Blesok no. 23, October-November, 2001
Poetry


The Return of the Defeated
Translated by: Zoran Ančevski

Srbo Ivanovski



The Roses on Aksya's Fingers


When we picked blackberries one September,
Behind the Bregalnitsa, on the Balvan meadows,
The younger daughter of the Cossack migrant
Ran to us with her hands bleeding. “Look, look, roses
Are blossoming on my fingers!” shouted Aksya in Russian,
Posmotrite! Posmotrite!
And no one knew
Which of the roses were thorn bites
And which kisses of the innocent fruit.




An Encounter with а Snake


You are the real wisdom
or the exciting betrayal
the fear and the subtle embroidery.
Your coldness took away the colours of the grass
when you passed through it meandering.

I wanted to move aside from your path
But where does a path lead
if our intention is not with it?

In no way can I place
my fear in a decent smile.




That Man in the Mirror


That Man in the last mirror
Who enters before the door opens
And then stands puzzled in the bright air
Is looking for a wall on which to write his time
Where he came from a while ago.
Then he'll stop the clock
Above the hearth Will take over the ash's fate
And will seize his own smouldered past
This is why he reaches for the hinges of the door
And wants to swing it open.

      13 June '96




My Father Ulysses


Under this sky
which does not spend the night in empty hearts
what once was seen or only heard
quickly goes away
miraculously changed from runaway to pursuer
who does not believe that would accompany us again
Look how his step grows weaker
How his time trickles away
And how he disappears in his own echo
In the deaf caverns of memory
And then suddenly his steps are heard again:
Pace of a weary horse
Trapped in thin reeds
With clouds of insects round his neck

My father said: the sky does not descend
In empty hearts
The saber does not wake
in a drowsy arm
And memory is the fastest horse
Which can take you the farthest

(Why he said this
once he lost his past
His past was dismembered
By the Cyclops of Revolution)

It seemed that he forgot that the sun's spring
Only points to the road of sunset
And that the star
which falls in the fountains of darkness
is just a gold coin
that someone throws from the balconies of night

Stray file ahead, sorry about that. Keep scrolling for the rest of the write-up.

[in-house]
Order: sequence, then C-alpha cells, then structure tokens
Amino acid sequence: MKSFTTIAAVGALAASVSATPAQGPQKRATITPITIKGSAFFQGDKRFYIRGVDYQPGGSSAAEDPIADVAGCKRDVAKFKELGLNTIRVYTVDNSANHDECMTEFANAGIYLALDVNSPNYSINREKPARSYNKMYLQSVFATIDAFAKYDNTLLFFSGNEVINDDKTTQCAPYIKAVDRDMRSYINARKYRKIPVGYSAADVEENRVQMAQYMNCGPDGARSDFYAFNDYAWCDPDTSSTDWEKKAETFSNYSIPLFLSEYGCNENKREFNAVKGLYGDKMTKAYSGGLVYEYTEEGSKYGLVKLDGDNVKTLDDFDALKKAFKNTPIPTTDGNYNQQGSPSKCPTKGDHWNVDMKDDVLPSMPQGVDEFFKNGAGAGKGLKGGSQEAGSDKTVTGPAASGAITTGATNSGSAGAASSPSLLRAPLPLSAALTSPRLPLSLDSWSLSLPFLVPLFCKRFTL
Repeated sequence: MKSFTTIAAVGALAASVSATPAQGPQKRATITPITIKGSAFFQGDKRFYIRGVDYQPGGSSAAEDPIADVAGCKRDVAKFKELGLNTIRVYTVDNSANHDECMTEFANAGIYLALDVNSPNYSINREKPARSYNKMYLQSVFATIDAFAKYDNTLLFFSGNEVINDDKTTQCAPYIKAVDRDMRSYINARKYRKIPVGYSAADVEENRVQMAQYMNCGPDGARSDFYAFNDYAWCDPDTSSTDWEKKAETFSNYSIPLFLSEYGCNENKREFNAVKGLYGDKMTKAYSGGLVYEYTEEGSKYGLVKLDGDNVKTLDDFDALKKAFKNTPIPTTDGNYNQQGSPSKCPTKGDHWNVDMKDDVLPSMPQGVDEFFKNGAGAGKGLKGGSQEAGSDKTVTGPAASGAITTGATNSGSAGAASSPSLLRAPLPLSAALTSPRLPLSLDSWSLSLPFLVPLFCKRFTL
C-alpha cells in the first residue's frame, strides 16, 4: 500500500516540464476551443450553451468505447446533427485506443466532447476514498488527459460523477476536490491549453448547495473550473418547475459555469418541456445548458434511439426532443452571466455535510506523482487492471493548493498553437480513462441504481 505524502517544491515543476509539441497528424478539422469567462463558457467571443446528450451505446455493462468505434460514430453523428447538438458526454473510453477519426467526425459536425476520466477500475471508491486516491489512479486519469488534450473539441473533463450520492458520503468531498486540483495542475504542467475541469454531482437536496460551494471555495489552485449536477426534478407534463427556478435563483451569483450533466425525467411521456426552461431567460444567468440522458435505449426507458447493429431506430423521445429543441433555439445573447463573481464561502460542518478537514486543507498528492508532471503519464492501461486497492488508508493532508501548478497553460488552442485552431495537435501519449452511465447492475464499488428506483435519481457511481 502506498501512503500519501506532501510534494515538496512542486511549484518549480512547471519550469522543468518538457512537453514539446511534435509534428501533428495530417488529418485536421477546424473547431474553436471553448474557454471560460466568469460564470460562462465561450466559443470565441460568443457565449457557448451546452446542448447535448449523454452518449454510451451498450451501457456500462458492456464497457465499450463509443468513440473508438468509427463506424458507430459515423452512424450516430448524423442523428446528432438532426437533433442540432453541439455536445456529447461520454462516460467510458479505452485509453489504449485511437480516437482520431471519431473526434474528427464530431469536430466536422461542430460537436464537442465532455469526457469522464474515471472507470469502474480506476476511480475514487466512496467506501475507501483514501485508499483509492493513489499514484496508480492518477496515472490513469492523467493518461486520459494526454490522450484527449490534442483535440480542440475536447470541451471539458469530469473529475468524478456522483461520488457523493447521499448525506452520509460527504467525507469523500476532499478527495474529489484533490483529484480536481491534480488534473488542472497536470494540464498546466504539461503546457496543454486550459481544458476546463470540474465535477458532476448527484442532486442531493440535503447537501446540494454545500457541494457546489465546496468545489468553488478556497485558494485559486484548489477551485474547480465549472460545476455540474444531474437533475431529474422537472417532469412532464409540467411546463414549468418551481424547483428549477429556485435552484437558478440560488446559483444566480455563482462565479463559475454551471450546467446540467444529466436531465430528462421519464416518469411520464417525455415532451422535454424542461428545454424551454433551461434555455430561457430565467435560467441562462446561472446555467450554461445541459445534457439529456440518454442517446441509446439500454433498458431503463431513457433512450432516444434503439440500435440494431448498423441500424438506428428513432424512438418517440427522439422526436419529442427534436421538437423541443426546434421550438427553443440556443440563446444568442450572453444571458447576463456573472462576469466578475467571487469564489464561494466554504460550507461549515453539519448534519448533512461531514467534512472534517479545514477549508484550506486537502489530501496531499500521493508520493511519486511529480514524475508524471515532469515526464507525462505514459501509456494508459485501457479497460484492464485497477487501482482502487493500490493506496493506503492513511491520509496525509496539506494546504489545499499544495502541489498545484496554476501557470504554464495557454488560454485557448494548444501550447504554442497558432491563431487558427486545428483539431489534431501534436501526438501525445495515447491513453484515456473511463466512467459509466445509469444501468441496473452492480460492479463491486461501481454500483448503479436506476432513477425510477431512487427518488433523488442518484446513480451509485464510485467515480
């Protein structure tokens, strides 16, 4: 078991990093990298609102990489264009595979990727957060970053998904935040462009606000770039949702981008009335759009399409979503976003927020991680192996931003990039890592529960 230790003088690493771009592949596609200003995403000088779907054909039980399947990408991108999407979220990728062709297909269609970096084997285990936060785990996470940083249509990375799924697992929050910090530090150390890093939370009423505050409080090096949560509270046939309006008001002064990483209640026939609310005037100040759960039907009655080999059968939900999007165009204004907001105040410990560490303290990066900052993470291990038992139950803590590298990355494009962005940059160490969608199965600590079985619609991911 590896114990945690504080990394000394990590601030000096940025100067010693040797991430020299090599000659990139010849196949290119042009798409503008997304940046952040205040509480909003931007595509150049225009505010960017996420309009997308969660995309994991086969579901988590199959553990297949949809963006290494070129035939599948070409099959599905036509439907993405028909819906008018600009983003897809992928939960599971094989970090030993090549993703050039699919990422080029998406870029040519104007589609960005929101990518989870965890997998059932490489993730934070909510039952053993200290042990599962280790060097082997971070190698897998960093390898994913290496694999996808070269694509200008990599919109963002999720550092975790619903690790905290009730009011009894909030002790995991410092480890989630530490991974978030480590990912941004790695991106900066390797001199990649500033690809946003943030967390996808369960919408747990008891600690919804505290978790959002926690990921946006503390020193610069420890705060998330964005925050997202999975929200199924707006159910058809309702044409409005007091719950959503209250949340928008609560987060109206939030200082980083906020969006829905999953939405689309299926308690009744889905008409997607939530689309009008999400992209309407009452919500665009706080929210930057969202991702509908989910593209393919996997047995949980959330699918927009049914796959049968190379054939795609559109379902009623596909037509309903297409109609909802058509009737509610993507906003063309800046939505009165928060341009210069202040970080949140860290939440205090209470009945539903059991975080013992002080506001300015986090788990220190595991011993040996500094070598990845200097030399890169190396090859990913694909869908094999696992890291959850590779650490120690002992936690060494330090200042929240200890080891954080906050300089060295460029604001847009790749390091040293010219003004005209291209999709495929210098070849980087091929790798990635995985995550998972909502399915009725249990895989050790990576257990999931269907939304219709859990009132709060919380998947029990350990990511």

(Yet the morning never forgets
to descend in the rooms of night)

And where could he descend
from the balcony of his own darkness
And what door was he then to open
In the house of bad weather
In the home of the defeated

The horse
The sharp saber
The vanished past
And the Cossack's crazy head
From the cave of memory
Which opens at times.




The Return of the Defeated


Did you ask yourselves
whether he would soon return
and whether he would take with him
his shadow
and whether he would tie his dog
to someone's smile
or to the thorn
which blossoms into an unknown word?

Did you believe
that winter should encourage
those who were missed by the summer
those whose silent star
stubbornly followed its own path?

Did you ask him
what he remembered or forgot?
Did you let him believe
that he was welcome
and offer him a place
at your table?

Did you bring out of the cellar
the wine
that you only offer to the victors?




The Departure of the Eels


While sitting
and waiting for the eels to leave
the stars were also alert
each turned toward its own
darkness.

The distances passed by each other
like birds scared
from awakened darkness.

I know not where the eels will stop
in what waters their past
will sink away
but they know the path
of their dreams
they have the endurance to show them
the way back.

And you have a voice
which will encrust the distant shores
and return fertile
to another time.
Let it be visible as much as
the silvery trace of the snail
on the fresh palm of morning which
though fragile shines brightly.




Near to Death Near to Life


The town with which we fell asleep
and got up together
seems to be leaving
Deaf are its places of happiness
crammed with things we don't remember
Have we travelled the roads of our own choice
or were we negligent when we thought
that someone pushed the sun toward sunset
It would've been better if we'd believed
that we wavered into its shadow

The town emerges from the night's ruins
The lights of its windows
travel southward
The people get on it silently
The people get off it silently
Near to death near to life




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